Purpose of review: Changes in hormone secretion, tissue perfusion, oxygen availability, energy-protein intake, free amino acid pattern, hydration state, acid-base balance as well as activation of the systemic inflammatory response may affect protein synthesis and degradation. The overall purpose of this review is to describe how these factors may interact to change protein turnover in the different directions seen in kinetic studies in humans.
Recent findings: Evidence indicates that, in vivo, changes of protein synthesis and degradation are strictly related. When protein synthesis is primarily suppressed, protein degradation is found to be unchanged or even slightly decreased. When protein degradation is primarily accelerated, the rate of synthesis is unchanged or even increased. Chronic disease states can, therefore, be characterized either by decreased or accelerated protein turnover. Apparent discrepancies among various studies in chronic uraemia, liver cirrhosis, chronic obstructive pulmonary disease and cancer may stem from the fact that the pathogenesis of protein metabolism abnormalities is multifactorial. When the effects of inflammatory mediators and stress hormones start overwhelming factors that tend to decrease protein synthesis and turnover (decreased protein-energy intake, physical activity, tissue oxygen delivery, leucine levels, etc.), the rate of protein degradation and turnover may increase.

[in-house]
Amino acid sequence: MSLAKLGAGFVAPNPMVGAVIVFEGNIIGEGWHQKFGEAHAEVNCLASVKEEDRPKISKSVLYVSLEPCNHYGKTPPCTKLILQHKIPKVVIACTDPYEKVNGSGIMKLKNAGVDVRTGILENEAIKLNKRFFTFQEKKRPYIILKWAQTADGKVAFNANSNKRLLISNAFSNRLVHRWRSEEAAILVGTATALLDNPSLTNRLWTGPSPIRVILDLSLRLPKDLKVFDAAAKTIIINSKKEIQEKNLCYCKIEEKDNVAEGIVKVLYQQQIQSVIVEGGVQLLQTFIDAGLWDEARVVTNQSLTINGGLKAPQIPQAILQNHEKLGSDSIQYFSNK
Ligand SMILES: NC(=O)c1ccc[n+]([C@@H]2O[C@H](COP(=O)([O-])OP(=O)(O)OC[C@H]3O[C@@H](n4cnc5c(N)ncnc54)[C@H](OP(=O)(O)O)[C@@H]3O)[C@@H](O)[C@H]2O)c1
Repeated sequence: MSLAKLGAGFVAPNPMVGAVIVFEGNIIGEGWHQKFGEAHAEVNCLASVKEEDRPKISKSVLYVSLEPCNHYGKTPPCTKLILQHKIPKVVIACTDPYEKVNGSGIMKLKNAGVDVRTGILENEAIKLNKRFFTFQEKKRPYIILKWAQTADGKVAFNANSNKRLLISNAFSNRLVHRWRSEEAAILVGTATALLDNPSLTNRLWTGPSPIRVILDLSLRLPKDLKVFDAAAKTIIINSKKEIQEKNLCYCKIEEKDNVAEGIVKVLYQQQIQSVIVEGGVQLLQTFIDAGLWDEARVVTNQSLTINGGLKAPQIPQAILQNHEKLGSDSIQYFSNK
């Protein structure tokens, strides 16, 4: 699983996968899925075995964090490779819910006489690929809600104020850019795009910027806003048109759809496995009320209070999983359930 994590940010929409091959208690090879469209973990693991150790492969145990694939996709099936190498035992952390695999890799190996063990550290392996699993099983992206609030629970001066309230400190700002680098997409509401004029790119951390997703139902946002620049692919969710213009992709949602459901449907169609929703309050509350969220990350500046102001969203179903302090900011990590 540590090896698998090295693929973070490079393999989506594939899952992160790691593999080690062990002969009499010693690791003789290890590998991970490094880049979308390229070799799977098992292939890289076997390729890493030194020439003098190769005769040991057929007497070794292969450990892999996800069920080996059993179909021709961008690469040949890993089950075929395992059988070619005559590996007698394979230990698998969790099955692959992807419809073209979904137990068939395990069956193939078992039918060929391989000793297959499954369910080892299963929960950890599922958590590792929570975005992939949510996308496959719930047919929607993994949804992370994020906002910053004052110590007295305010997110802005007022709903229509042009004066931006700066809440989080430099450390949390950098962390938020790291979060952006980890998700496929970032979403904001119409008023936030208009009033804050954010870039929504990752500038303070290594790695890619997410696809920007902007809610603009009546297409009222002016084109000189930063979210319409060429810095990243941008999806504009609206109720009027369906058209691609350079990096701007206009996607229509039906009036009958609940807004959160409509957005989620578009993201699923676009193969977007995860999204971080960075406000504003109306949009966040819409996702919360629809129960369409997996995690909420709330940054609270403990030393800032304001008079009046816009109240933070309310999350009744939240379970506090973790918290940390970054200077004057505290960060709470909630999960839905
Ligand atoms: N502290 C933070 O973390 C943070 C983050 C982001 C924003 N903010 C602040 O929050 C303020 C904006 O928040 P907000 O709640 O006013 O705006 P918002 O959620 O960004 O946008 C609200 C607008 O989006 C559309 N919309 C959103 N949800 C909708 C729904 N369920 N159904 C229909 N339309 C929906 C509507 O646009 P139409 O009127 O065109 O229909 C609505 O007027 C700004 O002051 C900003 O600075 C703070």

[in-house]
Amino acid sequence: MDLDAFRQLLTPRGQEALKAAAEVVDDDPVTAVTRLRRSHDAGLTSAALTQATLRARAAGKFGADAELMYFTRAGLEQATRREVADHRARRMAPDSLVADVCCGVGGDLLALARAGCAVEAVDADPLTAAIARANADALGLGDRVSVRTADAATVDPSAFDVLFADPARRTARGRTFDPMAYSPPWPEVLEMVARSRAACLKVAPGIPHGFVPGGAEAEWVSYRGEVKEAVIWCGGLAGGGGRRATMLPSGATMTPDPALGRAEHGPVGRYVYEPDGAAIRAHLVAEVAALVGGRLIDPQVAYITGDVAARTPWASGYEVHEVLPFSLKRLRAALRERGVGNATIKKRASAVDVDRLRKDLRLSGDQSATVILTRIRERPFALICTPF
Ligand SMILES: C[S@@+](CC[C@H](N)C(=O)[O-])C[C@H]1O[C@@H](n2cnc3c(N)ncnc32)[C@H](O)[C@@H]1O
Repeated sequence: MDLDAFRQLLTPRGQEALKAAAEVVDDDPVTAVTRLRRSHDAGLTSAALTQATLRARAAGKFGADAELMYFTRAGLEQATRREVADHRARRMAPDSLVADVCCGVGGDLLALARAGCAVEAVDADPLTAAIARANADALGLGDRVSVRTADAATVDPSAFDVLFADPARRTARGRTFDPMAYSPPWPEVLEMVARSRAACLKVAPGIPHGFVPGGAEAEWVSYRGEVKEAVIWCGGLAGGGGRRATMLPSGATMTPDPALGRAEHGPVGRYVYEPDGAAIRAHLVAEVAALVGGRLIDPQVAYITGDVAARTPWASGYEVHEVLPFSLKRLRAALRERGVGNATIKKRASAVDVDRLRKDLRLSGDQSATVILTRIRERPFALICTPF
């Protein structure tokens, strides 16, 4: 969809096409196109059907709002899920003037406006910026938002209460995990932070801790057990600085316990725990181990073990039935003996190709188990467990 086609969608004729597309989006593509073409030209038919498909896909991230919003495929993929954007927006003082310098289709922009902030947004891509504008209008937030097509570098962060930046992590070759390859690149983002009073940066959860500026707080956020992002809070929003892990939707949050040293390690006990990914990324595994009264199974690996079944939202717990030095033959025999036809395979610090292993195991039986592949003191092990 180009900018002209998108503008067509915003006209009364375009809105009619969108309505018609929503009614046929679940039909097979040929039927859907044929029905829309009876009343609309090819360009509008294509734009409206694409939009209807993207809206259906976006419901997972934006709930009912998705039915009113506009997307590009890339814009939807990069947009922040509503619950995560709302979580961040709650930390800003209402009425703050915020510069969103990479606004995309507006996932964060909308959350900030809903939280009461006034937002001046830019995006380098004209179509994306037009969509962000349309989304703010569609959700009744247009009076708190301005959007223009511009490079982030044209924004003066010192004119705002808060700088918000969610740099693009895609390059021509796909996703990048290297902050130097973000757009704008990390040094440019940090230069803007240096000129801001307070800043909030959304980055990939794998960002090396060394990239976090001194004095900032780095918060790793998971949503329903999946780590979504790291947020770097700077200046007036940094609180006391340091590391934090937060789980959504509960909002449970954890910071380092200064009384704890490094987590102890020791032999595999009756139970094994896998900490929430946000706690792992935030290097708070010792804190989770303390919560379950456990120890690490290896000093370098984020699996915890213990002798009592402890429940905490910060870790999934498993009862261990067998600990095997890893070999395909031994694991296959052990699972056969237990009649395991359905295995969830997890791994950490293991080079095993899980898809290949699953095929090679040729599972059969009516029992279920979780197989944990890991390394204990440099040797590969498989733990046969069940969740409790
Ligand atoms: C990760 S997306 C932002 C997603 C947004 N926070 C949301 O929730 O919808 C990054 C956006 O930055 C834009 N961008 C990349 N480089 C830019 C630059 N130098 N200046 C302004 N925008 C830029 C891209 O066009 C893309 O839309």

Summary: Low-protein turnover conditions are usually associated with the adequate sparing of body proteins, whereas in high-protein turnover conditions protein loss may proceed at a faster rate. Nonetheless, impaired recovery from acute complications and the reduced renewal of damaged and toxic proteins are potential undesired consequences of low-protein turnover.